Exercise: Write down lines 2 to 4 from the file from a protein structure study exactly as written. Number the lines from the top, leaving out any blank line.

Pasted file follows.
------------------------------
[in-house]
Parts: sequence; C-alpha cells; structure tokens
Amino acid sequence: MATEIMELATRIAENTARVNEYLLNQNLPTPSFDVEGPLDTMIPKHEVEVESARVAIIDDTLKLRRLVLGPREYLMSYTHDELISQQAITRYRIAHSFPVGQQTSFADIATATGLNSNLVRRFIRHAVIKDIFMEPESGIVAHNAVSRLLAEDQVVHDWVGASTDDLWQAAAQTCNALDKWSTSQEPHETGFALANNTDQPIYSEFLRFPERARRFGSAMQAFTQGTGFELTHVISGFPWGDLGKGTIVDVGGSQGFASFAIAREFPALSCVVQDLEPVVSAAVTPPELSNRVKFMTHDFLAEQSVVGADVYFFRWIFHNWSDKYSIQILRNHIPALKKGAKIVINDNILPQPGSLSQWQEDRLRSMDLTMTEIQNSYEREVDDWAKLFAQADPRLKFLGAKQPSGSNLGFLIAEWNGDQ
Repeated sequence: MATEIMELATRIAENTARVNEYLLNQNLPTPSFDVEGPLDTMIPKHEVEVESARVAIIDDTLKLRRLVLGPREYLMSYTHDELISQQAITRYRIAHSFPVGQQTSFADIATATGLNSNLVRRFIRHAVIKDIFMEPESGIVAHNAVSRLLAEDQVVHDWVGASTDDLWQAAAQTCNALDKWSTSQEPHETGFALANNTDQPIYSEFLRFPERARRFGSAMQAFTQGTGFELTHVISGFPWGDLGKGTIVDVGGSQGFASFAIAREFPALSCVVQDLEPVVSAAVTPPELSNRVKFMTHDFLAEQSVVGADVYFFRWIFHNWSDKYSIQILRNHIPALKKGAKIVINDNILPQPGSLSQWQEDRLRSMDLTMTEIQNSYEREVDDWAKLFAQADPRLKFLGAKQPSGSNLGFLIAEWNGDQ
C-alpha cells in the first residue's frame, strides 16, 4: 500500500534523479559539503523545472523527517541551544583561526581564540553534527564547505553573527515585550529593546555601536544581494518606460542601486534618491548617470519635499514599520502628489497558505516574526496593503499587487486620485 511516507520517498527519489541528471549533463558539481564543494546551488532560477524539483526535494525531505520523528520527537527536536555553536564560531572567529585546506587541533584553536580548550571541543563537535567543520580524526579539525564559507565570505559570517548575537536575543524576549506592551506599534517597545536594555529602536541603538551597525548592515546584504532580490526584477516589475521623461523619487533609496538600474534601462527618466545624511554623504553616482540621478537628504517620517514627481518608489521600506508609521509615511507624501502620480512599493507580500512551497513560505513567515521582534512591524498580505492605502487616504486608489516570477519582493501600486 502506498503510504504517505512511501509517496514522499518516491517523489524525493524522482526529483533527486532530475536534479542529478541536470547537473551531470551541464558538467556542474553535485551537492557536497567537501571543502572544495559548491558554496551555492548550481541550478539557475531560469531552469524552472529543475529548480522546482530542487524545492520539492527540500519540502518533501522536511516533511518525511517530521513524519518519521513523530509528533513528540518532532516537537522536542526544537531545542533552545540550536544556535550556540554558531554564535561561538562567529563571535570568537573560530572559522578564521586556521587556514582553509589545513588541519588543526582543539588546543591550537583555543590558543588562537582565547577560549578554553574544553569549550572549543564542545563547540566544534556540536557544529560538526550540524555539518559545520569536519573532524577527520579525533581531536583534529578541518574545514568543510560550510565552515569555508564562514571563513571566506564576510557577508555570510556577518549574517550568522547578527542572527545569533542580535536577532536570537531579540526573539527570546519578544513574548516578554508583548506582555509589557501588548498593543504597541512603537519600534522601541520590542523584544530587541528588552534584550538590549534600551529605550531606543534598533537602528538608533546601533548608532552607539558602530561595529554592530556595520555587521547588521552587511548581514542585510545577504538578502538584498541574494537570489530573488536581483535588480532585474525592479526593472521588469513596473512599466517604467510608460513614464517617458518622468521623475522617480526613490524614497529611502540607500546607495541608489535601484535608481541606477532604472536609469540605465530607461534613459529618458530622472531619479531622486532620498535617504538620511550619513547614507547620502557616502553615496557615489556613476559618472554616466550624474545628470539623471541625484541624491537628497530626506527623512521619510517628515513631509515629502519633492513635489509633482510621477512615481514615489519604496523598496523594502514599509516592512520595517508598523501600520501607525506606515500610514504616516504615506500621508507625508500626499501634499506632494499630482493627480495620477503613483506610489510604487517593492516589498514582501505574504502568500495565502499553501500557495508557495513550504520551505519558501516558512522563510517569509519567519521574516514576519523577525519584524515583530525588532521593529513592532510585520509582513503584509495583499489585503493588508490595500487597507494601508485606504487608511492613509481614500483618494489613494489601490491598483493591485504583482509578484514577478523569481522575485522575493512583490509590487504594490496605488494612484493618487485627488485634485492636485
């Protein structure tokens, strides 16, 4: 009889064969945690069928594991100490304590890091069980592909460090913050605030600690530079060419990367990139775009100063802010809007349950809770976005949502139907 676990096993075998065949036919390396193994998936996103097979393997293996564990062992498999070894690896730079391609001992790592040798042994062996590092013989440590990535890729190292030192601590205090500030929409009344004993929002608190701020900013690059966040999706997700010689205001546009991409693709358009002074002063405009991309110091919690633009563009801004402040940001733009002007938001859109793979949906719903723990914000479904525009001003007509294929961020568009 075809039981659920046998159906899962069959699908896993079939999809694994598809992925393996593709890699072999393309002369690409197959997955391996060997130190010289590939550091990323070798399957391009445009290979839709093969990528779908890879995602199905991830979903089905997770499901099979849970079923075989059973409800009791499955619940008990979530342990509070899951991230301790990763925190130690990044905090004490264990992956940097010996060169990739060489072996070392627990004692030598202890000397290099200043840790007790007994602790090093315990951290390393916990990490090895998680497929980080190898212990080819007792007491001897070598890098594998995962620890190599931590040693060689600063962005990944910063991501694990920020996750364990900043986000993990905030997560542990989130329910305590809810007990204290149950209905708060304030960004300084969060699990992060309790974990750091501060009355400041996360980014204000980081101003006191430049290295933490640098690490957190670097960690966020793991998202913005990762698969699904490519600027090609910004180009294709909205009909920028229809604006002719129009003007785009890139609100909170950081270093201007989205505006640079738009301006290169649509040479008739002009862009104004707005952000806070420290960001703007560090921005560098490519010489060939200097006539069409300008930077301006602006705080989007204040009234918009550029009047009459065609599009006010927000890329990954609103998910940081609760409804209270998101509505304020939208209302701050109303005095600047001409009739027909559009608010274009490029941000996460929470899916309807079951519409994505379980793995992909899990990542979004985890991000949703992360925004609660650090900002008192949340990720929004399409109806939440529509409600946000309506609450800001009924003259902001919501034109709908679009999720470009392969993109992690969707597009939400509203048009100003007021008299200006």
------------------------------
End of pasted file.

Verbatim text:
Parts: sequence; C-alpha cells; structure tokens
Amino acid sequence: MATEIMELATRIAENTARVNEYLLNQNLPTPSFDVEGPLDTMIPKHEVEVESARVAIIDDTLKLRRLVLGPREYLMSYTHDELISQQAITRYRIAHSFPVGQQTSFADIATATGLNSNLVRRFIRHAVIKDIFMEPESGIVAHNAVSRLLAEDQVVHDWVGASTDDLWQAAAQTCNALDKWSTSQEPHETGFALANNTDQPIYSEFLRFPERARRFGSAMQAFTQGTGFELTHVISGFPWGDLGKGTIVDVGGSQGFASFAIAREFPALSCVVQDLEPVVSAAVTPPELSNRVKFMTHDFLAEQSVVGADVYFFRWIFHNWSDKYSIQILRNHIPALKKGAKIVINDNILPQPGSLSQWQEDRLRSMDLTMTEIQNSYEREVDDWAKLFAQADPRLKFLGAKQPSGSNLGFLIAEWNGDQ
Repeated sequence: MATEIMELATRIAENTARVNEYLLNQNLPTPSFDVEGPLDTMIPKHEVEVESARVAIIDDTLKLRRLVLGPREYLMSYTHDELISQQAITRYRIAHSFPVGQQTSFADIATATGLNSNLVRRFIRHAVIKDIFMEPESGIVAHNAVSRLLAEDQVVHDWVGASTDDLWQAAAQTCNALDKWSTSQEPHETGFALANNTDQPIYSEFLRFPERARRFGSAMQAFTQGTGFELTHVISGFPWGDLGKGTIVDVGGSQGFASFAIAREFPALSCVVQDLEPVVSAAVTPPELSNRVKFMTHDFLAEQSVVGADVYFFRWIFHNWSDKYSIQILRNHIPALKKGAKIVINDNILPQPGSLSQWQEDRLRSMDLTMTEIQNSYEREVDDWAKLFAQADPRLKFLGAKQPSGSNLGFLIAEWNGDQ